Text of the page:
You can be a tremendous leader with a great message, but if your personality is getting in the way of that message being heard by others, you may need to ask yourself how can I become more likable?

Let’s start with defining the sweet spot of likability for a leader. Guy Kawasaki makes the following observation in his book, Enchantment:

For people to like you, they have to accept you. For people to accept you, you have to accept them.

To be likable is simple, but hard. If you want people to like you, you need to make them feel good about themselves. Once you have shown them that you value their acquaintance or friendship, they will feel the need to reciprocate and will try to return that same good feeling toward you.

If it was so easy to be likable, why do we find so many people so . . . unlikable? The simple technique of making friends and being likable is so seldom used because we prefer to focus on ourselves and not others.

We tend to put ourselves before the needs of others. The irony is that, by doing so, we automatically put ourselves at a disadvantage.

As a former FBI counterintelligence Agent, learning how to build rapport was essential in my work. I needed to balance credibility with likability. To do so, I relied upon the following methods of communication to help me become more likable to the people I met.

1. Watch Nonverbal Cues

Nonverbal cues are very important when communicating with other people. Here is a list of the most important.

Raised Eyebrows

The eyebrow flash is a long-distance hello greeting that is universal and also used by monkeys and apes as a greeting signal. The eyebrows rise rapidly for a split second and then drop again. We don’t eyebrow flash strangers on the street or people we don’t like. The only culture that doesn’t use it is the Japanese where is has sexual connotations.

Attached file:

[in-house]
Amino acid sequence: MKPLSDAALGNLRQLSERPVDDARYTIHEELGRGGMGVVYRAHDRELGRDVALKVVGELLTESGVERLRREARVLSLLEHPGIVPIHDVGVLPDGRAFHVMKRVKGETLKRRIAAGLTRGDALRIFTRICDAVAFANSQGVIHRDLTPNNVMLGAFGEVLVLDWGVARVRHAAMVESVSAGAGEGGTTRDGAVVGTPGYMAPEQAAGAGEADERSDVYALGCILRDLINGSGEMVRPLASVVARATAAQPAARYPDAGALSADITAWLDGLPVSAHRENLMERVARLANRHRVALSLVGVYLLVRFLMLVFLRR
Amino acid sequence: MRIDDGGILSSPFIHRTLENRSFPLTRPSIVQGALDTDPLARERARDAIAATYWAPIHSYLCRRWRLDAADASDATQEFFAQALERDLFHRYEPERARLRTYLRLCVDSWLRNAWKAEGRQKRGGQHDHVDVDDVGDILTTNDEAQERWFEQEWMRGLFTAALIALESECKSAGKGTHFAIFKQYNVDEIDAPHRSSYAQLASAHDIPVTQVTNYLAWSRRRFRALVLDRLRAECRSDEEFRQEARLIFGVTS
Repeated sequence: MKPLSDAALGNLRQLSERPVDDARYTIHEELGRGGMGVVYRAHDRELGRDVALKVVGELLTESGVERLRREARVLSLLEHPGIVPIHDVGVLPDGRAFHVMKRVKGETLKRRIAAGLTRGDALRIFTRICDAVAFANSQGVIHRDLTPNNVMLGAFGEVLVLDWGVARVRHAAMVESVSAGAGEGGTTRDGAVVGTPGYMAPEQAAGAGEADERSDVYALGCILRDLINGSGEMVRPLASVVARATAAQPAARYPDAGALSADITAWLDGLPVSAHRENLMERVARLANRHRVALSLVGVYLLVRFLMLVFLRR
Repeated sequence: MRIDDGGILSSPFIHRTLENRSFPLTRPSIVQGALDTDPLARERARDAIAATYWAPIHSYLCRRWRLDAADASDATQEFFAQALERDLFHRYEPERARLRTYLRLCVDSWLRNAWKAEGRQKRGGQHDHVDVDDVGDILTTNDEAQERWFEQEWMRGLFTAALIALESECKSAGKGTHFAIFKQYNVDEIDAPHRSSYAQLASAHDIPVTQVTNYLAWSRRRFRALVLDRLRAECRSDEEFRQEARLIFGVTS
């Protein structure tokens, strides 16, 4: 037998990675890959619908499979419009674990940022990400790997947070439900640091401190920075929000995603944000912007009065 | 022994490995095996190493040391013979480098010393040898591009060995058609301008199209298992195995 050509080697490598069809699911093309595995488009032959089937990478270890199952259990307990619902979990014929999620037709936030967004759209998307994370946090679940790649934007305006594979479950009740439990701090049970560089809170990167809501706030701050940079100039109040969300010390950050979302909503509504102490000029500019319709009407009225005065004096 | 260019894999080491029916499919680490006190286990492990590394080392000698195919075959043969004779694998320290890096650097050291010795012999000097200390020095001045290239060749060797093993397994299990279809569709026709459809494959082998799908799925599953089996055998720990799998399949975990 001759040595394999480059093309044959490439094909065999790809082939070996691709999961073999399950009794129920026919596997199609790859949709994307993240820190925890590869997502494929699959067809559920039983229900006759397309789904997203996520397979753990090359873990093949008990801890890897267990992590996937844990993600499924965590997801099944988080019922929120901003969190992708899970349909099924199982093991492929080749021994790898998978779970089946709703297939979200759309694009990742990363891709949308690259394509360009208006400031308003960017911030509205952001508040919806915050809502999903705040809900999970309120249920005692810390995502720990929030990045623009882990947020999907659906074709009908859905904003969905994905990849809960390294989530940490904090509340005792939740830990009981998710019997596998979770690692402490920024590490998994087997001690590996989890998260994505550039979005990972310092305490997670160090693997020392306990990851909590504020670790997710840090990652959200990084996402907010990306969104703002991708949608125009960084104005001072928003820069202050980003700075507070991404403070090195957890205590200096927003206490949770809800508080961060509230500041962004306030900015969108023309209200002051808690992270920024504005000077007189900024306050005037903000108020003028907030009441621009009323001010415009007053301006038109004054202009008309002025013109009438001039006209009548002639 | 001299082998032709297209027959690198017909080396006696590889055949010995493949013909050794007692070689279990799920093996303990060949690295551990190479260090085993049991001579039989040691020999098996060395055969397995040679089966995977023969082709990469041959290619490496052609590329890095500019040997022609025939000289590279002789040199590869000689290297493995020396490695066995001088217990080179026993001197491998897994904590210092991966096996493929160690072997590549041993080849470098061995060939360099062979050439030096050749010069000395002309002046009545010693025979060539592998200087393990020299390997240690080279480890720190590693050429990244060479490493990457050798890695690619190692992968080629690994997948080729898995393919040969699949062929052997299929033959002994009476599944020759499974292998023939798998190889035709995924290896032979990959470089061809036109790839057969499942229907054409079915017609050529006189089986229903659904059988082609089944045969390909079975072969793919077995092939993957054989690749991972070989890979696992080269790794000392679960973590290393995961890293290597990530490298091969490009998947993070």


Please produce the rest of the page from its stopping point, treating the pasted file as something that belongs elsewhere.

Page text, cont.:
Genuine Smiles

The difference between a true smile and a fake one lies in the recruitment of the eye muscles. In a false smile, the corners of the mouth pull straight back. In a true smile, the muscles around the eyes are engaged and create smile lines around the mouth.

Calm Eyes

Don’t be an eye-darter who is looking around the room while engaged in a conversation. Eyes that rove indicate that you’re bored, looking for an escape, or trying to locate someone more interesting than the person you’re talking to.

2. Focus on Them

People tend to feel good when they are the center of attention. Make empathetic statements that capture the person’s message.

  • Notice an emotion that was conveyed in their conversation and then repeat it by asking a question—such as “So you are happy that you . . .”
  • Rephrase a verbal message they communicated. This accomplishes two things: first, it confirms to them that you correctly heard them, and second, it allows them to talk further about it.
  • Match their body language. If they speak in quiet tones, so should you. If they are intense, ratchet-up your style as well.

3. Be Interesting—and Be Interested

In order to find other people interesting, you must be interesting. Condense your “story” into a succinct but interesting few sentences. While the focus is on the other person, sharing information about yourself will encourage them to do the same thing.

  • Don’t over-share about yourself – the deadly sin of a boorish narcissist.
  • Identify their passion – it’s your job to find out what it is. If they have no passions or interests, then they’re the jerk, not you.
  • People love stories – if you’re stuck with how to engage the person, try telling a story around the product you represent. This helps them to find ways to enter the conversation.

When you make a person feel good about themselves, they will like you. It’s a simple rule to follow. The hard part is putting the interest of others above our own.

 

© 2011 LaRaeQuy. All rights reserved.

You can follow me on Twitter, Facebook, AND LinkedIn

Get my FREE 45-Question Mental Toughness Assessment

Author of “Mental Toughness for Women Leaders: 52 Tips To Recognize and Utilize Your Greatest Strengths” and “Secrets of a Strong Mind.” 

book